John V. Laggy Sr., 92, a police officer in Oaklyn, Camden County, for 36 years, 15 of them as chief, died Monday, June 15, of complications from lung cancer at his home in Pennsauken.
Born in Camden County, Mr. Laggy grew up in Oaklyn and attended Collingswood High School before joining the Navy. He trained as a Seabee, or member of a construction battalion.
Mr. Laggy was in the South Pacific when the war against Japan ended in August 1945. After V-J Day, he was posted to Qingdao, China, which served as the home port for the Western Pacific Fleet from the end of the war until 1949.
Once he returned home, he told his family of the hunger and deprivation he had seen in war-ravaged China.
Mr. Laggy, known as “Jack,” joined the Oaklyn Police Department as a patrolman in 1952 and became the borough’s first police sergeant and its first lieutenant in the 1960s, before taking the title of police chief in 1973. He retired in 1988.
But he didn’t confine his efforts to enforcing the law. He also gave safety tips to citizens, participated in bike training sessions for children, and kept reporters informed about his decisions as chief.
In December 1978, when the Oaklyn council voted to join the Camden County central police and ambulance dispatching unit, Mr. Laggy made no bones about his reluctance to give up local dispatching.
“Everyone hates to lose local autonomy,” he was quoted as saying in the Camden Courier-Post. “But we just couldn’t afford to operate with eight police officers, four dispatchers, and three crossing guards.”
He was looked upon as a no-nonsense and even-handed leader.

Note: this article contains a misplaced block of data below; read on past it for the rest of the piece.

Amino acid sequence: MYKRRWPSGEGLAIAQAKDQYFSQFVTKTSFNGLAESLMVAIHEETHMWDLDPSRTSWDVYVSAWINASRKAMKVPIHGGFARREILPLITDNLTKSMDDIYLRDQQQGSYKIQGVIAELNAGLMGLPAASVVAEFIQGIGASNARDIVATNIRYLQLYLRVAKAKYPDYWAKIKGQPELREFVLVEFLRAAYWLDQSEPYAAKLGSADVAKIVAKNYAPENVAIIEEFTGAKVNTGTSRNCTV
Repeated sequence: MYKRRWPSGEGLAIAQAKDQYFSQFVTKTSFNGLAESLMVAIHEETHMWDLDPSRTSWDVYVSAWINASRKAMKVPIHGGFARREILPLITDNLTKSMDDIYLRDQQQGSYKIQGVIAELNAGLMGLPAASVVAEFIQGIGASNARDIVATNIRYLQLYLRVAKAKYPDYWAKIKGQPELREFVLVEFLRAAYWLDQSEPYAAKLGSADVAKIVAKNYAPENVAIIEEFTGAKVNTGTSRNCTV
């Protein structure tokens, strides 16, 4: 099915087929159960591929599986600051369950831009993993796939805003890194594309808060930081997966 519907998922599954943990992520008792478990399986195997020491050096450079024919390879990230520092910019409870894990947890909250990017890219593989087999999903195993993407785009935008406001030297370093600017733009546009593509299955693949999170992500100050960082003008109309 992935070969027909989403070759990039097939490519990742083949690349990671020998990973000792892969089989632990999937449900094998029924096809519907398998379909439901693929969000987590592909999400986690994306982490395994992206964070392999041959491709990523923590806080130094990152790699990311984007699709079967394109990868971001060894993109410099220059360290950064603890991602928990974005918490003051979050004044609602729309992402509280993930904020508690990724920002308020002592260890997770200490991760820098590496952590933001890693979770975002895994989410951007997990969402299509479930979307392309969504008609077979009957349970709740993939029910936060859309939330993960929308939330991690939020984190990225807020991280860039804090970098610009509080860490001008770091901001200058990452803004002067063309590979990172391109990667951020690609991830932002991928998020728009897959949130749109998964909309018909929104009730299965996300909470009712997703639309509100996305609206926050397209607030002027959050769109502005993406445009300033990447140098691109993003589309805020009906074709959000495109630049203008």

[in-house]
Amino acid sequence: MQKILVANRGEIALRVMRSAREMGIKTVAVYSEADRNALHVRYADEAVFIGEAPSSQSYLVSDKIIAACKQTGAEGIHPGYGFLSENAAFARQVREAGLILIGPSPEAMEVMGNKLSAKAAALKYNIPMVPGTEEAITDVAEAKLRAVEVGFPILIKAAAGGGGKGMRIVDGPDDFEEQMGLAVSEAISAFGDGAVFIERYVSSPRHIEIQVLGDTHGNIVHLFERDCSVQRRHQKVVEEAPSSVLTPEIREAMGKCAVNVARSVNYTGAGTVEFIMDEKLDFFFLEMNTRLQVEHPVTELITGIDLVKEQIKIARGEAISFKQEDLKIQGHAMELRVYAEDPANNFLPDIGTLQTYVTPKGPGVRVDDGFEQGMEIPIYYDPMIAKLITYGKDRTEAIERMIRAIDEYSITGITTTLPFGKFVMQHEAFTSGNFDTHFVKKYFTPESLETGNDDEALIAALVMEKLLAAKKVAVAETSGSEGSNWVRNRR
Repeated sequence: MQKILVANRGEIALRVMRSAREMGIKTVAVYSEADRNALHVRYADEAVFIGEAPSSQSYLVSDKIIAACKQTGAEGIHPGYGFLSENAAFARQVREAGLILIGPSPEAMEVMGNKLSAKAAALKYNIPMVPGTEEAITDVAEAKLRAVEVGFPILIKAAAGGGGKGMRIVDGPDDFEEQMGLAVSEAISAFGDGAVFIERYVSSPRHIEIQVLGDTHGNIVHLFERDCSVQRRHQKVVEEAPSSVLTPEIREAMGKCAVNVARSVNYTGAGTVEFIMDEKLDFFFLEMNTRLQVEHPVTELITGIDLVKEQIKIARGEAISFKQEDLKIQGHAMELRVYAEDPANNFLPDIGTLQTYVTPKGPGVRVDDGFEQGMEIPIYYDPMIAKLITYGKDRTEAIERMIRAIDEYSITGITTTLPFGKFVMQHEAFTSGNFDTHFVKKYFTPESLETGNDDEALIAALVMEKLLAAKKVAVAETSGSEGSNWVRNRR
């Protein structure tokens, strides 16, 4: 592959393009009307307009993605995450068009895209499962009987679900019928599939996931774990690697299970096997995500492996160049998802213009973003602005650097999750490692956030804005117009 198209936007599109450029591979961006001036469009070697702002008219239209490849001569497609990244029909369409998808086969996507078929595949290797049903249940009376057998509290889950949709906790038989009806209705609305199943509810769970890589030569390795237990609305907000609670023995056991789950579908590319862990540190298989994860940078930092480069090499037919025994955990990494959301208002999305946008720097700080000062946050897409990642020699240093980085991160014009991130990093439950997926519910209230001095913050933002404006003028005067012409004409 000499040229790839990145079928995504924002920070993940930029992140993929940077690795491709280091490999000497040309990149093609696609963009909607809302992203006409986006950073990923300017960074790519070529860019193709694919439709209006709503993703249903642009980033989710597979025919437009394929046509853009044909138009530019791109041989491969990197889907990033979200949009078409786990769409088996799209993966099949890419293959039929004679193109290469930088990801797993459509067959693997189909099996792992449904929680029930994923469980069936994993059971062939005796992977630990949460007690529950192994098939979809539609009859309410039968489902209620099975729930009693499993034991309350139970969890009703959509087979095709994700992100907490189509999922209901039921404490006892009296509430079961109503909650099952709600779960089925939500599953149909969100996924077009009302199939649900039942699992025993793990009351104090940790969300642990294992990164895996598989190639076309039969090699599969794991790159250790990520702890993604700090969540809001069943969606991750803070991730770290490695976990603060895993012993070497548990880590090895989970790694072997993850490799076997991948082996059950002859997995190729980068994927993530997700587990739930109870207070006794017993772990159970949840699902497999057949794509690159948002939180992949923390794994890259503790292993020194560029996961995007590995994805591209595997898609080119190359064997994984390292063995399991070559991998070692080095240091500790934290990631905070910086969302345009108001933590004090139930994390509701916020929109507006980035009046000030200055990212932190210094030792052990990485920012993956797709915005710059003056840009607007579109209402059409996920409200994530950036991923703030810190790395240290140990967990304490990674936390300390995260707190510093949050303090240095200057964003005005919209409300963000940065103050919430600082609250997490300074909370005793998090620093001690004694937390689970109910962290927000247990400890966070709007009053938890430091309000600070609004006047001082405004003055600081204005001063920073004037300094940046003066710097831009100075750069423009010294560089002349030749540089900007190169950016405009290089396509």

“Jack Laggy gave us trust, strength, and a genuine concern for others,” said a tribute posted online. “He lived a good life ‘by the book’ and took a tremendous amount of pride in his work, his family, and his golf game.”
He was a member of the New Jersey State Association of Police Chiefs.
In 1994, Mr. Laggy retired to Sunrise, Fla., so he could be closer to his son and daughter-in-law. In 2004, he moved to The Villages, a golf retirement community in central Florida. He returned to South Jersey and spent the last five years living in Pennsauken.
“His comment was, he was born in Jersey, he was going to die in Jersey,” said son John V. Laggy Jr.
Mr. Laggy delighted in telling younger residents stories about the old days in Oaklyn. His memory remained sharp until the end, his son said. On his deathbed, he was talking about the Phillies.
He enjoyed cooking, especially his signature Sunday gravy, which consisted of pasta, meatballs, and red sauce, his family said. He was an animal lover devoted to his dogs, Needles, Bogey, and Bacall, and cat, Shadow.
Mr. Laggy married Doris Weisfeld in 1954. Besides his wife and son, he is survived by a sister.
Services were Saturday, June 20, with interment in the Camden County Veterans Cemetery at Harleigh.